It’s no secret that I love Edna St. Vincent Millay’s poetry. There are many poets I admire. Dickinson makes me smile and cry in turn. Frost makes me pause and think, ponder whether there’s a deeper meaning behind the straightforward rhymes even my poetry-hating father enjoys. And Donne . . . Well, I’m pretty sure I was once in love with Donne. By in love, I don’t just mean his poetry, I mean the man himself (but it was all because of his poetry, of course).
Those are just a few of the poets I love. There’s Hopkins and his pied beauty. There’s Eliot and his etherised patient. There’s Shakespeare, the bard himself. These are all wonderful poets, many of whom were movers and shakers of their time, blazing new paths for verse. No one, though, can match the emotional connection I share with Millay.
Perhaps it’s geographic. She was a Mainer. I’m a Mainer. We both understand the hold that such a magical place can have on your soul. Perhaps it’s personality. Not everyone can write or want to write poetry about the beauty of frogs as she does in “Assault.”She wrote the poetry I long to write, the poetry I would write had I her gift.
Recently, I was walking into town to pick up some groceries. I was soaking up the way the light glanced off the city balconies and the poem of hers below came to mind.
My heart, being hungry, feeds on food
The fat of heart despise.
Beauty where beauty never stood,
And sweet where no sweet lies
I gather to my querulous need,
Having a growing heart to feed.
It may be, when my heart is dull,
Having attained its girth,
I shall not find so beautiful
The meagre shapes of earth,
Nor linger in the rain to mark
The smell of tansy through the dark.
The buildings I was admiring were hard, angular city buildings far away from my beloved country houses framed by evergreens, yet here I was seeing beauty where “beauty never stood” or at least where I never would have seen it in the past.
Sometimes I fancy fear in Millay’s last stanza, a fear of being so full of beauty that she no longer values the “meagre shapes of earth.” Maybe I’m sensing my own fear. I don’t ever want to be so full of the big things that I pass by “the smell of tansy through the dark” or the slant of light on a city building. Because of this fear, I sometimes wonder, “Should I cultivate a hungry heart?”
I’d like to think that a satiated heart can enjoy these simple moments, that Millay and I don’t see “beauty where beauty never stood” but that we are instead attuned to the beauty in the nondescript and that anyone, no matter how full they are on beauty, can learn to appreciate the nondescript.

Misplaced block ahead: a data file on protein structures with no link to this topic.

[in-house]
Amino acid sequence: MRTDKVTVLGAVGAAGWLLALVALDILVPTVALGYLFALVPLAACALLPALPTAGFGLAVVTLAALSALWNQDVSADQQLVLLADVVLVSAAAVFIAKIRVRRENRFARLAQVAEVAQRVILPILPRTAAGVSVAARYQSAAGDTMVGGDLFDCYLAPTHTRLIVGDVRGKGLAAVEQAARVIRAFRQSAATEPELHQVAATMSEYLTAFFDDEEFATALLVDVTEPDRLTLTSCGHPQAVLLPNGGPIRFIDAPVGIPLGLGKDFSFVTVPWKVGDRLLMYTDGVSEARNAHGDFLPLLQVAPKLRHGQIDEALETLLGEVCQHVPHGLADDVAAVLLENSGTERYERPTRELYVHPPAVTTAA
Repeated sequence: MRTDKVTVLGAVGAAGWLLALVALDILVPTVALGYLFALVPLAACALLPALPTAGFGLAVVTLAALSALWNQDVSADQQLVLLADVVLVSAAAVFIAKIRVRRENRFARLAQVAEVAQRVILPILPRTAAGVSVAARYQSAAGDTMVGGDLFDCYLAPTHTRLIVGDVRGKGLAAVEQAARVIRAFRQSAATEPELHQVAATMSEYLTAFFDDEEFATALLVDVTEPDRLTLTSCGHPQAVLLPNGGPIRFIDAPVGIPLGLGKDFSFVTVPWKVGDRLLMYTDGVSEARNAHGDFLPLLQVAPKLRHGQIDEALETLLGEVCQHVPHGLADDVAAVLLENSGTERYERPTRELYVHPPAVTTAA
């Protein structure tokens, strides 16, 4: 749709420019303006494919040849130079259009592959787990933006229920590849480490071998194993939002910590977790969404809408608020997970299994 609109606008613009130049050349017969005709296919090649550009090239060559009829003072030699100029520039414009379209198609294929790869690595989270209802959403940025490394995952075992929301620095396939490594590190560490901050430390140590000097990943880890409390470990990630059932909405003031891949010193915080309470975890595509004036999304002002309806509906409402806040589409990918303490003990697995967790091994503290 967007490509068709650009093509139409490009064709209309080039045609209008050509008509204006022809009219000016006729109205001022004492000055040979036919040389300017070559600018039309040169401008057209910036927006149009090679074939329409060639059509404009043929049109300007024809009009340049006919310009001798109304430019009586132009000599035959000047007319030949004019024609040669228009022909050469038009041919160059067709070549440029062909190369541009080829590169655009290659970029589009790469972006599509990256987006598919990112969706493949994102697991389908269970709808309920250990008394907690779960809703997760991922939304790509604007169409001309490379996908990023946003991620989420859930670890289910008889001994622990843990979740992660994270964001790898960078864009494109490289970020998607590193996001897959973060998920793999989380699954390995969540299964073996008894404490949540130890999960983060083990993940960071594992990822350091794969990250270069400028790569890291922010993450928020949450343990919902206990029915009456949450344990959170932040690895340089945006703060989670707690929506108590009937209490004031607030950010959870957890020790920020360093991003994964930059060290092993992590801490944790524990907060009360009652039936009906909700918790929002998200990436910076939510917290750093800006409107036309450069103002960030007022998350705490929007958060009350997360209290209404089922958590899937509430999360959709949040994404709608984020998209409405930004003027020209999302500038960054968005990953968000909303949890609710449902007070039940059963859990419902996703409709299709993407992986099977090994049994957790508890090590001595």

Maybe, though, that’s not even an issue. Our hearts are continually drained by the busyness of our lives. They’re always hungry. We tend to get so caught up in that busyness, though, that we don’t realize our hunger. It’s sitting there, waiting to be filled.
I suppose that’s the way it is with God, too. We become spiritually drained through everyday life. But we let that everyday life so overwhelm us that we never stop to feel our hunger. We forget the joy and restoration of a quiet talk with God or a moment gazing at the shifting light.
I often like to satiate both hungers at the same time. C.S. Lewis talks about something similar in Surprised By Joy. He recounts spending his whole life searching for joy and then realizing, at the end of his search, that those moments of joy on earth weren’t the end goal but “signposts” pointing him on to the true joy in Christ.
This world, I’ve come to learn, at the ripe old age of 27 (yes, I realize that I’m really quite young), is full of beauty and magic. It’s our own Narnia given to us by a loving God for our enjoyment. That beauty, though, shouldn’t stop at our eyes. It should seep into our hearts and lead us to true beauty, redemption and peace in Christ.
The sad thing is, we don’t enjoy his gift. We’re full of looking for the next exciting experience, forgetting that the moment here and now is beautiful. Because we ignore our hunger, we keep missing those signposts pointing us on to the most exciting, beautiful, joyful “experience” of all.
For the beauty of the earth,
for the glory of the skies,
for the love which from our birth
over and around us lies;
Lord of all, to thee we raise
this our hymn of grateful praise.
this our hymn of grateful praise.
-Folliott S. Pierpont (1835-1917)